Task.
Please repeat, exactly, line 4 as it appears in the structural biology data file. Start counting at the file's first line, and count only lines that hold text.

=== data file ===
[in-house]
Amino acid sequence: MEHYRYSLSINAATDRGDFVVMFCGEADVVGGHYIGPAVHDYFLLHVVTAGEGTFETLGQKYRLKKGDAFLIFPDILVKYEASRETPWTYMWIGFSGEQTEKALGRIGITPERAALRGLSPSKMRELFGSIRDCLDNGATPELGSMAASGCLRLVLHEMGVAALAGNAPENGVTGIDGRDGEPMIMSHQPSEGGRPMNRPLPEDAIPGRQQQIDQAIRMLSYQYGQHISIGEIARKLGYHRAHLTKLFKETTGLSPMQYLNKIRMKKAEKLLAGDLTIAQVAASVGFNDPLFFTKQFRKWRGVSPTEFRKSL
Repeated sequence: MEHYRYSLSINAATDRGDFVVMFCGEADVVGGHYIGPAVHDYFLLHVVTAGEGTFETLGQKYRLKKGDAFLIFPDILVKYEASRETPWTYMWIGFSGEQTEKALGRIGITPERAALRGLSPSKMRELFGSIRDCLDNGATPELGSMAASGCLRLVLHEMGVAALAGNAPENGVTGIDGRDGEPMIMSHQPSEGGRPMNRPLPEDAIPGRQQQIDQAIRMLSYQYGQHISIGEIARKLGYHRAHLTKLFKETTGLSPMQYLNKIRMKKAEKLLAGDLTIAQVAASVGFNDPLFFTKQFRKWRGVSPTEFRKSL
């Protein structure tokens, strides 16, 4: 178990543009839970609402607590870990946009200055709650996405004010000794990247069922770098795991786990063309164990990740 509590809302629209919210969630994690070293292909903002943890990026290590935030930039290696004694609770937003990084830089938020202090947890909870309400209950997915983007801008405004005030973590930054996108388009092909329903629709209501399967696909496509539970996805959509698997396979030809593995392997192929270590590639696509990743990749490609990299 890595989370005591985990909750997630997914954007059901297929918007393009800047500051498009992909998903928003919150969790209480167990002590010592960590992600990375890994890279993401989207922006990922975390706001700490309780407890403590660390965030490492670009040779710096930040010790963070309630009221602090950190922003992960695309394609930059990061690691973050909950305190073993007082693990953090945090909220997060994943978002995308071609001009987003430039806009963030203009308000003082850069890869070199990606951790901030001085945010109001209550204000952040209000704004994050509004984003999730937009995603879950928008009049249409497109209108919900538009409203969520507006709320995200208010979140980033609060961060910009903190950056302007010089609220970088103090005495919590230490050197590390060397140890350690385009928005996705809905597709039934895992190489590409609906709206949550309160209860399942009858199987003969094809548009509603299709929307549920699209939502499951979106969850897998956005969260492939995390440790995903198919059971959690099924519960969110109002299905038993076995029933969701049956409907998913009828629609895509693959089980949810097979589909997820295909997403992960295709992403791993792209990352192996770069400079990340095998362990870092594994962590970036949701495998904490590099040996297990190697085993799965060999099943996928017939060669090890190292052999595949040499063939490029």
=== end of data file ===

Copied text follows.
């Protein structure tokens, strides 16, 4: 178990543009839970609402607590870990946009200055709650996405004010000794990247069922770098795991786990063309164990990740 509590809302629209919210969630994690070293292909903002943890990026290590935030930039290696004694609770937003990084830089938020202090947890909870309400209950997915983007801008405004005030973590930054996108388009092909329903629709209501399967696909496509539970996805959509698997396979030809593995392997192929270590590639696509990743990749490609990299 890595989370005591985990909750997630997914954007059901297929918007393009800047500051498009992909998903928003919150969790209480167990002590010592960590992600990375890994890279993401989207922006990922975390706001700490309780407890403590660390965030490492670009040779710096930040010790963070309630009221602090950190922003992960695309394609930059990061690691973050909950305190073993007082693990953090945090909220997060994943978002995308071609001009987003430039806009963030203009308000003082850069890869070199990606951790901030001085945010109001209550204000952040209000704004994050509004984003999730937009995603879950928008009049249409497109209108919900538009409203969520507006709320995200208010979140980033609060961060910009903190950056302007010089609220970088103090005495919590230490050197590390060397140890350690385009928005996705809905597709039934895992190489590409609906709206949550309160209860399942009858199987003969094809548009509603299709929307549920699209939502499951979106969850897998956005969260492939995390440790995903198919059971959690099924519960969110109002299905038993076995029933969701049956409907998913009828629609895509693959089980949810097979589909997820295909997403992960295709992403791993792209990352192996770069400079990340095998362990870092594994962590970036949701495998904490590099040996297990190697085993799965060999099943996928017939060669090890190292052999595949040499063939490029």